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Boeing Buys Back 737MAX That Suffered Explosive Mid-Cabin Exit Door Blowout From Alaska Airlines

Boeing Buys Back 737MAX That Suffered Explosive Mid-Cabin Exit Door Blowout From Alaska Airlines

men sitting in an airplane

Boeing has formally bought back the 737MAX-9 airplane that suffered an explosive mid-cabin exit door blowout in January, leading to a global grounding and renewed regulatory attention on the beleaguered aircraft manufacturer.

On Friday, Alaska Airlines confirmed that it has entered into a purchase agreement with Boeing to get rid of the damaged plane (registration: N704AL), which had been delivered to the carrier just months before the explosive decompression.

The aircraft was delivered brand new to Alaska Airlines on October 31 2023, but it has not flown since January 5, 2024, when it diverted back to Portland, Oregon, when a decommissioned door plug blew out shortly after takeoff.

Boeing has already taken possession of the aircraft and its registration altered to reflect the change of ownership, Alaska Airlines said in a short statement. The airline did not say how much Boeing had agreed to pay for the jet.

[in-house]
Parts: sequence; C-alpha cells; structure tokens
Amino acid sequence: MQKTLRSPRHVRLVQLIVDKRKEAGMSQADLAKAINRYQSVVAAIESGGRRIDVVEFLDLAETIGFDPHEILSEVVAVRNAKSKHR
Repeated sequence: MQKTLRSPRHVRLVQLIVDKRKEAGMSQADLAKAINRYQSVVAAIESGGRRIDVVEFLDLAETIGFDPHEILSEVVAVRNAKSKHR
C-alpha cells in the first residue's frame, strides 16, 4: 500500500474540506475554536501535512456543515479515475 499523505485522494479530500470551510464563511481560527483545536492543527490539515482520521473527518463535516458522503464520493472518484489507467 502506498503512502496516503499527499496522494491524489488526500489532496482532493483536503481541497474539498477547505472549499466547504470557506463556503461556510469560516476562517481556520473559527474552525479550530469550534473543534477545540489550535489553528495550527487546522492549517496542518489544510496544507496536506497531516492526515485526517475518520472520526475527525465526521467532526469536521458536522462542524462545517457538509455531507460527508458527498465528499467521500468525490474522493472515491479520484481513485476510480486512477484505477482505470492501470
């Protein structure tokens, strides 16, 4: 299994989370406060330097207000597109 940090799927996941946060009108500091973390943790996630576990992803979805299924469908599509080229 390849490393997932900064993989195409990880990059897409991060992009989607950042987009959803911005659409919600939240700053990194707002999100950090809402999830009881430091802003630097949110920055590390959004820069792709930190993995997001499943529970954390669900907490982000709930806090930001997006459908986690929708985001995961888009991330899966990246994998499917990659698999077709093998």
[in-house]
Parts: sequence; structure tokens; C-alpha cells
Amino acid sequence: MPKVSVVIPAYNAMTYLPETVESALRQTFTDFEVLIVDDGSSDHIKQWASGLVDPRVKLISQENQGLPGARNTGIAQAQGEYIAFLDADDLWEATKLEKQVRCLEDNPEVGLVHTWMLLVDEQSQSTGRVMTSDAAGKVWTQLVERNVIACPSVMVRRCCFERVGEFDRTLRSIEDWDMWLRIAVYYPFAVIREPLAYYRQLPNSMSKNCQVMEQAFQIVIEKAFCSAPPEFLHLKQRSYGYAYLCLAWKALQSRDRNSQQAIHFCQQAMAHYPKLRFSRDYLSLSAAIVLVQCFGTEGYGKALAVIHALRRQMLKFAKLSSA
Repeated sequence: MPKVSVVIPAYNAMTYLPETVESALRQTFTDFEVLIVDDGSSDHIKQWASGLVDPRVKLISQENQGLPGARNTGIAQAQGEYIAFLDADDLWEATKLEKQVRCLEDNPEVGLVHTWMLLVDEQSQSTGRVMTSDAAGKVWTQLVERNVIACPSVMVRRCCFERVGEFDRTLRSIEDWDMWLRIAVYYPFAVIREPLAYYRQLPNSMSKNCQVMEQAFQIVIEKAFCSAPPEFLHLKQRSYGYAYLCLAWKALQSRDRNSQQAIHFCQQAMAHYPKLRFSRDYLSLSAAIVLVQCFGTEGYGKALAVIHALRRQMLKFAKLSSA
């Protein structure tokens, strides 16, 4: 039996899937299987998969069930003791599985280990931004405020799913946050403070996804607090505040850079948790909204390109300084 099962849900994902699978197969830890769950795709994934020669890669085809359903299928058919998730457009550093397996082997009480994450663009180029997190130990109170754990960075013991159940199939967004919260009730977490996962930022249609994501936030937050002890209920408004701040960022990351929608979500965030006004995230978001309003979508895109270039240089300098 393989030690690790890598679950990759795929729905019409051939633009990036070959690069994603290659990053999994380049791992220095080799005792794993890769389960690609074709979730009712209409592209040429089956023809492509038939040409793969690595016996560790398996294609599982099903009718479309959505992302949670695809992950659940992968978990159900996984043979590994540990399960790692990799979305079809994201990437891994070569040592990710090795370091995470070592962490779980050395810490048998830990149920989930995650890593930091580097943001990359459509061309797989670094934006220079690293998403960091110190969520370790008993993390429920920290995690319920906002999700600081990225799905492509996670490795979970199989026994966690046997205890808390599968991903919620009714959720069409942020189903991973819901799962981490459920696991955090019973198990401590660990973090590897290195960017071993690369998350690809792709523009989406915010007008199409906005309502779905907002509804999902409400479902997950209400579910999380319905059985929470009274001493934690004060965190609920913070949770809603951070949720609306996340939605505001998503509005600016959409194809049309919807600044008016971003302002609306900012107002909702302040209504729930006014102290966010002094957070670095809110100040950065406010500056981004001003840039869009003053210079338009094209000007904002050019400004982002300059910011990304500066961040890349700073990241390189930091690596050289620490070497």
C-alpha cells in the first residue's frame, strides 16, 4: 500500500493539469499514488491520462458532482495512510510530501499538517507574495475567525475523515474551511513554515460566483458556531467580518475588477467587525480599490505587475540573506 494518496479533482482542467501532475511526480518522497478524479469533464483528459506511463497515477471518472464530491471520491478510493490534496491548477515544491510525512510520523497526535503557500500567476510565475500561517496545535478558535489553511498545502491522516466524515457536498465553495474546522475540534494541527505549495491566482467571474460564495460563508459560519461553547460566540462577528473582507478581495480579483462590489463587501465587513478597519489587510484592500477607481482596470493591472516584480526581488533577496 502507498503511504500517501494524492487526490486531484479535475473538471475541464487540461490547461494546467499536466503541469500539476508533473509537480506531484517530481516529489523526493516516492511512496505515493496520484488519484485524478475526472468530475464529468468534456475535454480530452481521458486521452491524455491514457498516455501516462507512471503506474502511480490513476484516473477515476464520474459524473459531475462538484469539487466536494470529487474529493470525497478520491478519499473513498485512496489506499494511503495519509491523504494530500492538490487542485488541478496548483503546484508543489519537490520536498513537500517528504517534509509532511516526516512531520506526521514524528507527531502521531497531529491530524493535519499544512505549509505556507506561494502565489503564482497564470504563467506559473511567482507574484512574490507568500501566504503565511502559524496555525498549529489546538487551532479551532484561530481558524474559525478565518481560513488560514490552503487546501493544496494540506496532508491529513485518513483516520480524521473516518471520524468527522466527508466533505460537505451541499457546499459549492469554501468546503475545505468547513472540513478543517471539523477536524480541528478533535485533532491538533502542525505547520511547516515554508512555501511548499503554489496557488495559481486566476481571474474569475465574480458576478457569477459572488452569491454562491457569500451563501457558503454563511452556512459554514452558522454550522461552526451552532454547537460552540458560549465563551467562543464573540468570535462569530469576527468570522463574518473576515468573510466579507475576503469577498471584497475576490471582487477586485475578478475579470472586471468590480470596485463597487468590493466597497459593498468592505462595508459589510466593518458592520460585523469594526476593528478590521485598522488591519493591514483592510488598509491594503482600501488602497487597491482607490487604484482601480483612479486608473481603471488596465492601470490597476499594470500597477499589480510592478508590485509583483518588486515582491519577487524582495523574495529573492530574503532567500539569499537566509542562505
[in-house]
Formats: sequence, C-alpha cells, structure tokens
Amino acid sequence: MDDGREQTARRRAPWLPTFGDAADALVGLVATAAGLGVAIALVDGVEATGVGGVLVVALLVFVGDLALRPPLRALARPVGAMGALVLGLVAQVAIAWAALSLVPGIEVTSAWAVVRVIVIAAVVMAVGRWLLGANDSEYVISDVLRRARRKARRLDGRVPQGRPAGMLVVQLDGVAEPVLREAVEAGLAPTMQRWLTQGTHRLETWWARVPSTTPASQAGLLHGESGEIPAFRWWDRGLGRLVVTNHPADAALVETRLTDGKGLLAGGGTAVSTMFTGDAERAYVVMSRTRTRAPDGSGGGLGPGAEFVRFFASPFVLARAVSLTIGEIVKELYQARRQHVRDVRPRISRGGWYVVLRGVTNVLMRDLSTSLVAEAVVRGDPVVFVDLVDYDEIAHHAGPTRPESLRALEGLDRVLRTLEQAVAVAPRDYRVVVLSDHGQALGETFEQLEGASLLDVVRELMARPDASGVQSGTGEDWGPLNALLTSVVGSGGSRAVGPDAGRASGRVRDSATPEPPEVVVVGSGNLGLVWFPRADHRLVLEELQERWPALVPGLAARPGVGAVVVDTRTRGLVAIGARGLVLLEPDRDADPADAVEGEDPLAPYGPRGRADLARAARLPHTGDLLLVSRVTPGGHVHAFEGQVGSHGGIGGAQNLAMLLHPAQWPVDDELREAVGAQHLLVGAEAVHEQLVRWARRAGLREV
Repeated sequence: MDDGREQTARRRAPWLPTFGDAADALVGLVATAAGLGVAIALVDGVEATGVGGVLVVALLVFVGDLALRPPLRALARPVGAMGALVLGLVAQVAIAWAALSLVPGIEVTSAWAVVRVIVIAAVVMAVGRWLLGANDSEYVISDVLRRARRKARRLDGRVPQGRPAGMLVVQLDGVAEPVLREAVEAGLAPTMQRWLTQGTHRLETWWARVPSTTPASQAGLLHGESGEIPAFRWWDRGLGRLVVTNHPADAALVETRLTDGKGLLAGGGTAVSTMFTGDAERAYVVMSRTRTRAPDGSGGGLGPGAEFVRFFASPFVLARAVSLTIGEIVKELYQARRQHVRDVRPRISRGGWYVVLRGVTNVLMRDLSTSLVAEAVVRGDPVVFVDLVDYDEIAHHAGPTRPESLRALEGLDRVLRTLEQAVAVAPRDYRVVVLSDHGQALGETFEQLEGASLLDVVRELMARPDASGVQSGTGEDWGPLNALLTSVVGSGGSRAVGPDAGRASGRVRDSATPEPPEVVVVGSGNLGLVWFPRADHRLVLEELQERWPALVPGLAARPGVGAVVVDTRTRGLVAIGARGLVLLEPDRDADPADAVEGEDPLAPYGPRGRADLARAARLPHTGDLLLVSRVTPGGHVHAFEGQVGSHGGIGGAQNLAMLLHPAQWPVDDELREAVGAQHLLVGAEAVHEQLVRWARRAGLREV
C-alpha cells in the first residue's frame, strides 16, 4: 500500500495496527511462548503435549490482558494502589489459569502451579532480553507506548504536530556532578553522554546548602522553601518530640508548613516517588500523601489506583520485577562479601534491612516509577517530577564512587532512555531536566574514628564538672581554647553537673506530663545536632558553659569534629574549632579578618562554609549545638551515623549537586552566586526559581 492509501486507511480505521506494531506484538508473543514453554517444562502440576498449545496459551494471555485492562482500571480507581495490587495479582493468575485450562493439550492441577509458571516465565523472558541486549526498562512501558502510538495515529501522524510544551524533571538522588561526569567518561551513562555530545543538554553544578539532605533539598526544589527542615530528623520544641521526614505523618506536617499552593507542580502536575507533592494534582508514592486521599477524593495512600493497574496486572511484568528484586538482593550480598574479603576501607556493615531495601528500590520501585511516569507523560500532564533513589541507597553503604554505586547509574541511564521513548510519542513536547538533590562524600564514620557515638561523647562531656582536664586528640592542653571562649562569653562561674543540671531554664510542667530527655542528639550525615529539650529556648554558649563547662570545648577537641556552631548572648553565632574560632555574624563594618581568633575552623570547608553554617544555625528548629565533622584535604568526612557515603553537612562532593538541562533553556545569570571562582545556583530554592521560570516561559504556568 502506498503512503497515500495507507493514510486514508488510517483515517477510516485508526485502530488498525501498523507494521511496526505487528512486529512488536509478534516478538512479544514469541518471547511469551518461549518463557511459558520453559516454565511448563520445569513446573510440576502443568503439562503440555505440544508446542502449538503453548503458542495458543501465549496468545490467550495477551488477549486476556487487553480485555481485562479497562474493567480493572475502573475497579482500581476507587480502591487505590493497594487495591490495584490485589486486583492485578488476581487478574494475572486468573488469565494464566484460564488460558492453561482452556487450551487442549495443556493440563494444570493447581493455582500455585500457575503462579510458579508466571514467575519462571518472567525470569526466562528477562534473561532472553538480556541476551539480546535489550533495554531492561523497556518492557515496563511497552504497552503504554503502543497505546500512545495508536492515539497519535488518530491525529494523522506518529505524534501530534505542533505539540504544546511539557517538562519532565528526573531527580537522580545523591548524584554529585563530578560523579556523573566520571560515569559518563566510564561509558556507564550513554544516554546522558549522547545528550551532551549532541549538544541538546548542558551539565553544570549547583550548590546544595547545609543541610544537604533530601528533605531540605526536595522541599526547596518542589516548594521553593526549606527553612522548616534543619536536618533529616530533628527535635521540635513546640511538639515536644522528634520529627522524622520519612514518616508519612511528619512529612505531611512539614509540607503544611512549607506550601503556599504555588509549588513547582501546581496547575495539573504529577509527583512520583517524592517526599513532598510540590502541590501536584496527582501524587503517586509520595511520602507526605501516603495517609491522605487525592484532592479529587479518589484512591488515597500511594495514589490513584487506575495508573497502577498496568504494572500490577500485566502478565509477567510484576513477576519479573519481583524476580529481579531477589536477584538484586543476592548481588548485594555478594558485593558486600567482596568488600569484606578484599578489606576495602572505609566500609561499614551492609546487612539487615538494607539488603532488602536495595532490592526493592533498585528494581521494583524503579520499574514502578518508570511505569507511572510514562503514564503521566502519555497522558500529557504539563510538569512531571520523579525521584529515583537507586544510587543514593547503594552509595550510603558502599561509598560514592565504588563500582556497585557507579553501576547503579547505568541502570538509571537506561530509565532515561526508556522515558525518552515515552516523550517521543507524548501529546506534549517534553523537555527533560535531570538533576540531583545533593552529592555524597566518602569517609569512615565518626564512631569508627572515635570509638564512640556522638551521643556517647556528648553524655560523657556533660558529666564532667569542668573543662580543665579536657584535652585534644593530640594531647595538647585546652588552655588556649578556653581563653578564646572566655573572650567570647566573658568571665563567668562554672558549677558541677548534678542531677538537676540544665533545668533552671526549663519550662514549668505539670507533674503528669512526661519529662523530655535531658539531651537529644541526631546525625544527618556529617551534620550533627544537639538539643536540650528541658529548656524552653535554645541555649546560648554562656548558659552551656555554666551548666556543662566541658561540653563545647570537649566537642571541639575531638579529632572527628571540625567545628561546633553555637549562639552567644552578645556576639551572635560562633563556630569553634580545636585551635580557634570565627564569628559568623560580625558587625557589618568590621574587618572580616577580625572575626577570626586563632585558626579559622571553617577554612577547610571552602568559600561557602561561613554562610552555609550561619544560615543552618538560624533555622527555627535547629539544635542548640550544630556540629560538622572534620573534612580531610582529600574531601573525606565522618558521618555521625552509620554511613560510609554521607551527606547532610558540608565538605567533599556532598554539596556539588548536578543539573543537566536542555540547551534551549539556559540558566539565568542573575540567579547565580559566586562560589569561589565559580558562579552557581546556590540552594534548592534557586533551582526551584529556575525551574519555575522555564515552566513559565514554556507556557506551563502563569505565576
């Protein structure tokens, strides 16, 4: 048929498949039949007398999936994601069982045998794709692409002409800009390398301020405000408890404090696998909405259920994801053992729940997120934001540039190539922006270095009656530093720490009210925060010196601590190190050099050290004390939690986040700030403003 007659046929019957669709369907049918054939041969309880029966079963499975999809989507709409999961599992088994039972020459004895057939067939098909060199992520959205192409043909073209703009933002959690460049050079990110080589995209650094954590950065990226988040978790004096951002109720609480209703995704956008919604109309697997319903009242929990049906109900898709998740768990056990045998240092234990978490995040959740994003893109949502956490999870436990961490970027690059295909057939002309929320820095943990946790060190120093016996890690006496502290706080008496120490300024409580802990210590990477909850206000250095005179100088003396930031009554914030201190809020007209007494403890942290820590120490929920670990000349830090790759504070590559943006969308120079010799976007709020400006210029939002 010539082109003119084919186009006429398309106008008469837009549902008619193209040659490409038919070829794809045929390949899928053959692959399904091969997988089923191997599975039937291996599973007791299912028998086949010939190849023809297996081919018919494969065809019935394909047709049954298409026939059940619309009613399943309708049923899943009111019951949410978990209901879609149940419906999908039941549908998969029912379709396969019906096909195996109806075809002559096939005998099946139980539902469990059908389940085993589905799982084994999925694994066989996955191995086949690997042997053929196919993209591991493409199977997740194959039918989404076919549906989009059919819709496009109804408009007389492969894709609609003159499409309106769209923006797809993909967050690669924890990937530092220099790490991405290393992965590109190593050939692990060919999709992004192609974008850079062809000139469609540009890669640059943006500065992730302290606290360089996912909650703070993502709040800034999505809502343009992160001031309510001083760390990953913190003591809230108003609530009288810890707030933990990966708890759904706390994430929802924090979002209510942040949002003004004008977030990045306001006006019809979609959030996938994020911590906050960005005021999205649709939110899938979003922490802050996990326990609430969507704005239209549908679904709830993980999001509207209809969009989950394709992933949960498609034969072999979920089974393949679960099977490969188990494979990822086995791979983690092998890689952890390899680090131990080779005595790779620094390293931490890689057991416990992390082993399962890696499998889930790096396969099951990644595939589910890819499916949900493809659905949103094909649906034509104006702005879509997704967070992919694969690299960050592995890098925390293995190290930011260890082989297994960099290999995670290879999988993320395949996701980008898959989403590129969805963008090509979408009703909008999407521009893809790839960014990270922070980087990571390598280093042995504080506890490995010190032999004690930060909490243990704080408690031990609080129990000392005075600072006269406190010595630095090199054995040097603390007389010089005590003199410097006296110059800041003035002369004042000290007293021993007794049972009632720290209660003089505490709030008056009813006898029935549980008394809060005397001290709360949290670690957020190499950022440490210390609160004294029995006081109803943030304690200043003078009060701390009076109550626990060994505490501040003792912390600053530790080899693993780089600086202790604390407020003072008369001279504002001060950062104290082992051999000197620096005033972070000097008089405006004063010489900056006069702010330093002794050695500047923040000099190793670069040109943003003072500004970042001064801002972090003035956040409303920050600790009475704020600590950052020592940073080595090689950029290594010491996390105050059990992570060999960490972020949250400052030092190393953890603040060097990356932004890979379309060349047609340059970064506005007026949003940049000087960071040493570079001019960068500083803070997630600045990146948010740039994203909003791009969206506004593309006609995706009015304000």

Alaska Airlines has already ordered a 737MAX-10 as a replacement for the damaged aircraft.

In April, the Seattle-based carrier revealed that Boeing had agreed to pay it $160 million in initial compensation following the Flight 1282 incident. The compensation directly covered Alaska’s first-quarter losses stemming from lost revenues, costs associated with irregular operations, and the cost of inspecting grounded planes.

Alaska Airlines expects further compensation from Boeing, although the exact details remain under wraps.

An investigation led by the National Transportation Safety Board (NTSB) continues into the causes of the exit door blowout. Earlier this week, the NTSB sanctioned Boeing over a media briefing it held into the ongoing investigation.

The NTSB was enraged by a senior Boeing executive’s decision to share confidential information about the investigation and offer his own opinion about the cause of the accident.

Following the media briefing, Boeing has had some of its privileges in the investigation process revoked, and company executives will be subpoenaed to appear at a regulatory hearing in August.

Unlike other parties who will appear at the hearing, Boeing will be banned from cross-examining other witnesses.

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